NEW MEXICO (KRQE) – Just days into the writer’s strike, both sides seem to be at a stalemate. While the immediate effects of the strike may not be dire for New Mexico filmmakers, that may change if this strike is anything like 2007.

In 2007, the Writers Guild of America (WGA) went on a 100-day strike against the Alliance of Motion Picture and Television Producers (AMPTP). That strike cost the city of Los Angeles approximately $2.5 billion.

However, here in New Mexico, film professionals like Matthew McDuffie say it is not just compensation that is at stake in the current negotiation but “the future of writing itself.”

McDuffie, Professor of Practice with UNM Film and Digital Arts, has been a member of the Writers Guild of America for over 30 years. He teaches screenwriting at the University of New Mexico and has written films such as “A Cool Dry Place” and “Burning Bodhi.”

“It’s not an executive that created ‘Breaking Bad,’ it’s a writer named Vince Gilligan that created ‘Breaking Bad,’ so the notion that those people shouldn’t be compensated is absurd,” says McDuffie.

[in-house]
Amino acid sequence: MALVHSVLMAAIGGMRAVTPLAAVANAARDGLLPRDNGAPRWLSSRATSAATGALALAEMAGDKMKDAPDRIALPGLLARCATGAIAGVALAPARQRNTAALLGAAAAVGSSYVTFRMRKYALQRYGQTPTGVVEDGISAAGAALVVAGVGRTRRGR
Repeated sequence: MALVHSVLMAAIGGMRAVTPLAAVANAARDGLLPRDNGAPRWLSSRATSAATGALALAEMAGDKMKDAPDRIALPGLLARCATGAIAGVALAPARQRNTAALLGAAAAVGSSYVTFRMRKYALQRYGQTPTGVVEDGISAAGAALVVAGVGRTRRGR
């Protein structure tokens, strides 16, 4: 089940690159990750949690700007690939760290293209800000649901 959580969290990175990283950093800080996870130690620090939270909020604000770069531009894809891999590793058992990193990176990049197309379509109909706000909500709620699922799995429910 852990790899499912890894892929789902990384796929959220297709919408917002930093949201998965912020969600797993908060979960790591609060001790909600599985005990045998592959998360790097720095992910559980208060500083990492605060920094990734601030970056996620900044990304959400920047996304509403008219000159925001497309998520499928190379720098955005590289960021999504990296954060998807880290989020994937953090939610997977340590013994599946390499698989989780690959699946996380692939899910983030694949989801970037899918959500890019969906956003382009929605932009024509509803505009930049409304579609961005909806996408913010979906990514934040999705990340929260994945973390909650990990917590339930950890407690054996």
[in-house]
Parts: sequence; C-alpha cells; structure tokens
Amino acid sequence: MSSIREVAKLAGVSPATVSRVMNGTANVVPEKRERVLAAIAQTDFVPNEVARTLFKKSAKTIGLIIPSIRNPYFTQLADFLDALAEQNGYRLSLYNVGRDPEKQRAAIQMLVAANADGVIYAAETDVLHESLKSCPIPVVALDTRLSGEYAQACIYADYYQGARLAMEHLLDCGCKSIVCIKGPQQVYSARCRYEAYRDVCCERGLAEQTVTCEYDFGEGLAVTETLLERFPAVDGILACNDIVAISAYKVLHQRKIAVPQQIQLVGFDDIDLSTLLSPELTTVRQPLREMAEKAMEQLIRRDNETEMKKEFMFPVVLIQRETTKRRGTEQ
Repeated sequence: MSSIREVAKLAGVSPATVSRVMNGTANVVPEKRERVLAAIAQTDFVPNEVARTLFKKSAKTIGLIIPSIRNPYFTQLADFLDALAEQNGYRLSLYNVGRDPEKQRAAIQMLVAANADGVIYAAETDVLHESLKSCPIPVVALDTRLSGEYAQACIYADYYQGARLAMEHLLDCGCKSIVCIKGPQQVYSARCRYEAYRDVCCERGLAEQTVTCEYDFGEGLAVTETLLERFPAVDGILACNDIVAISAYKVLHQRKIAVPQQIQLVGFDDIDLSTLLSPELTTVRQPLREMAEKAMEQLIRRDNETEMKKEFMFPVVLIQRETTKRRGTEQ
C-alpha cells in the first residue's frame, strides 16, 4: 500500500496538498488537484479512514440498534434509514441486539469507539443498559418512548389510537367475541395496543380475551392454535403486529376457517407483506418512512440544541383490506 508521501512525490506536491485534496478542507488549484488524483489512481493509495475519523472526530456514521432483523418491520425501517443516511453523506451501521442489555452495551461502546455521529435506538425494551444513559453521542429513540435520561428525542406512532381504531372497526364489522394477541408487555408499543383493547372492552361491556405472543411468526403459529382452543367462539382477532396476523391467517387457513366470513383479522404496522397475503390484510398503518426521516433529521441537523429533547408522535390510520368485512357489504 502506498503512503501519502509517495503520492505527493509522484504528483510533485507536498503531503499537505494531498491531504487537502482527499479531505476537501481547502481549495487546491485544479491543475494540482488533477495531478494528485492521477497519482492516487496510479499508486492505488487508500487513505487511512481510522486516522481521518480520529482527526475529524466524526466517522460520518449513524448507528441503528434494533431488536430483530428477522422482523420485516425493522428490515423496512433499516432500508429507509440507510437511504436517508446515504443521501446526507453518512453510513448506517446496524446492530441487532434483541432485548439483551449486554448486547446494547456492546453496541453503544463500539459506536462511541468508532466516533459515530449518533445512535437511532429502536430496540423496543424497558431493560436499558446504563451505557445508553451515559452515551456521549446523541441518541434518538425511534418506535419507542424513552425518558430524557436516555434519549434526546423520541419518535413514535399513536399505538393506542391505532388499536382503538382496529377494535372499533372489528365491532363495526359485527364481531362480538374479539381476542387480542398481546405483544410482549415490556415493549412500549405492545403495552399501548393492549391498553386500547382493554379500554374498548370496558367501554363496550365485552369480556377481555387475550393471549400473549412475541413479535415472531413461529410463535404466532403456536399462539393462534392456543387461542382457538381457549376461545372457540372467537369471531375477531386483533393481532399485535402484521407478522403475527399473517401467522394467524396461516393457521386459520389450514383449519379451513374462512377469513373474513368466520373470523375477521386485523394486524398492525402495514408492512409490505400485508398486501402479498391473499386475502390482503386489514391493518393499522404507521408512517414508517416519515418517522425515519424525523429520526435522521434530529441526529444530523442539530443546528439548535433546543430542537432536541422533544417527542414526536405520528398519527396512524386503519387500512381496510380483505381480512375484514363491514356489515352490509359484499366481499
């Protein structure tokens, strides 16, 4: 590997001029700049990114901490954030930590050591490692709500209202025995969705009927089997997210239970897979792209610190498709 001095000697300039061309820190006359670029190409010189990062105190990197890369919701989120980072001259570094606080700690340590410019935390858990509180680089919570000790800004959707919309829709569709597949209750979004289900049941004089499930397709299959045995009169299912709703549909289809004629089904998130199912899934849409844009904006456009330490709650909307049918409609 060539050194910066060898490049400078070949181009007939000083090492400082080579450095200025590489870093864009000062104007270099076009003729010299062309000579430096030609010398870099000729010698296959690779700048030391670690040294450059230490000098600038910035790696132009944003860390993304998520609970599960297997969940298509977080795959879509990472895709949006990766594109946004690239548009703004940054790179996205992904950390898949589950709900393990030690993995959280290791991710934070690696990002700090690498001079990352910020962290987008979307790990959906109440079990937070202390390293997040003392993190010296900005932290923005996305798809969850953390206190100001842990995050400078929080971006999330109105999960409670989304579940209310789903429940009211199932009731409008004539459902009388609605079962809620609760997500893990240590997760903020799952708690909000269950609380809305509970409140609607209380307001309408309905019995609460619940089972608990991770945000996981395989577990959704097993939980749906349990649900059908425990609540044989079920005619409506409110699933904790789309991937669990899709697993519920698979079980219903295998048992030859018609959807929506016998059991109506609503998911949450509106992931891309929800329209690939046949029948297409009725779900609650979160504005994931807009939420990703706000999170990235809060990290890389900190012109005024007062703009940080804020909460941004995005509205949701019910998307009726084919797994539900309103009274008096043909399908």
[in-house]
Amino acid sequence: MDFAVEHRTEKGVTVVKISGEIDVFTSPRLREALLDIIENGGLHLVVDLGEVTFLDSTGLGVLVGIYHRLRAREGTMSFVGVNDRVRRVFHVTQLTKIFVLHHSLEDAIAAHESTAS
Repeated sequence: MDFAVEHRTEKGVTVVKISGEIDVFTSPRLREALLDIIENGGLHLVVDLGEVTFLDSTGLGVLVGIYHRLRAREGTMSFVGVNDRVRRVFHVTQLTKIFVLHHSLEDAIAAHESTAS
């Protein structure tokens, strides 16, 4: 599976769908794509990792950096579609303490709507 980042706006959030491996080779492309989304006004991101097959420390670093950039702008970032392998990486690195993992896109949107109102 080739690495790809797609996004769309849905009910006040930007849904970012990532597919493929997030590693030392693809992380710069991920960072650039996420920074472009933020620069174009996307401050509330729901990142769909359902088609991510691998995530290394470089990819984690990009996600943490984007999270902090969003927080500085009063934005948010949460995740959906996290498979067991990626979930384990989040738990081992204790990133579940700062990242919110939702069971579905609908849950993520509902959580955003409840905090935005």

Story continues below:

McDuffie says writers are earning around 20% less than they were just a few years ago. That, coupled with the explosion of streaming content, encroaching artificial intelligence, and a reduction in the writing staff on many projects, results in severe consequences for many shows. “Do you understand how that is going to affect the quality of the show? If you don’t have a room full of people saying, ‘What if this were to happen?’ or ‘What if that were to happen?” says McDuffie.

The writers guild has spent weeks negotiating with streaming giants like Netflix, Amazon, Apple, and Disney and received about half of what they were asking for. “With streaming, these young writers aren’t getting the kind of pay they need to be middle-class citizens of the United States,” says McDuffie.

McDuffie stresses the strike isn’t for the upper echelon of writers, like Vince Gilligan; it is for the thousands of anonymous writers who are trying to make a living in the entertainment business.

The New Mexico Film Office says there are currently three TV shows filming in New Mexico – employing close to 6,000 New Mexicans. McDuffie says writer’s rooms are supposed to start working within a month for fall TV, and unless a deal is reached, production could come to a halt.